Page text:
When you’re an artist, you tend to go through cyclical periods of both leveling up and plateauing, and the only way to get out of that plateau phase and grow as an artist is to get outside of your comfort zone. This could mean any number of things, i.e. learning a new medium, studying art theory, etc.
Today, I thought I would share some of my own personal level-up pieces during my career, and some of the reasons why I feel they helped me in the long run.
This illustration was created during my senior year in college. The assignment was to base an illustration off of a song, interpreting it however you want. I chose “The Gardener” by The Tallest Man on Earth, a song that sounds lighthearted but is actually quite macabre. I felt drawn to it for the story-telling and for the juxtaposition between the mood and the lyrics.
Some of the reasons I consider this assignment a level-up piece:
- It was the first time I really learned how to use reference, i.e. the roses and thorns.
- I was given some much-needed critique which helped improve it dramatically, so I learned the value of constructive criticism.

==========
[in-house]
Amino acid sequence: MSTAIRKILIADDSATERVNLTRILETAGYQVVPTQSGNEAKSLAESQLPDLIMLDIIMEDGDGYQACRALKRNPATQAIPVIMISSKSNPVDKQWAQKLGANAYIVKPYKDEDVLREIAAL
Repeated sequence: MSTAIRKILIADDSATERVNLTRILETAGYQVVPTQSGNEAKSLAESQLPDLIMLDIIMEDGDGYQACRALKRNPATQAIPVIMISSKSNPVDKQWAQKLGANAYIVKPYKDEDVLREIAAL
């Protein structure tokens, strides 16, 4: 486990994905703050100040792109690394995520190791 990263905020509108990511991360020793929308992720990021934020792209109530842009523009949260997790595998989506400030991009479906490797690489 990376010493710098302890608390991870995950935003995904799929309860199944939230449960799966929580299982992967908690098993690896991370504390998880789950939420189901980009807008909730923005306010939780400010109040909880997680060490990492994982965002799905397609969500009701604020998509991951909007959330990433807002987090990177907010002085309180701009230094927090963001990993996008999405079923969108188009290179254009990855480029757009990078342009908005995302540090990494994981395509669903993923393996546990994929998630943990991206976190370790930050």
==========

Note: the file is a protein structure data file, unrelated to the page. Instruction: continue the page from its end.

- It was accepted into the American Illustration competition (only submitted it as an assignment, wasn’t expecting to actually get in), as well as a student show at the Society of Illustrators.
- Perhaps the strongest reason – it was really the catalyst into my vision as an artist. Creating this made me realize how much I loved the intersection between beautiful subjects and dark stories. I learned I could make illustrations that could communicate thoughts and ideas and feelings, going beyond portraying a moment in a narrative.
Although my current style has grown and evolved since I created The Gardener almost eight years ago, I will always be grateful for the learning experience I had with this one and how it helped jumpstart my path as an artist.
This was a big level-up piece for me, personally, because it was one of my very first official book covers as a freelancer (it’s for the novella “Shadows For Silence in the Forests of Hell” by Brandon Sanderson). I had worked with other clients before, doing random assets for games, college courses, apps, etc., so although I had some experience with freelancing, this really jumpstarted my career as a book cover artist.
Some specific reasons why this was a personal level-up illustration:
- It helped me hone my book-cover process, i.e. thumbnails, reference, sketches, final, revisions, etc.
- I experienced, again, the importance of good reference to creating a believable illustration.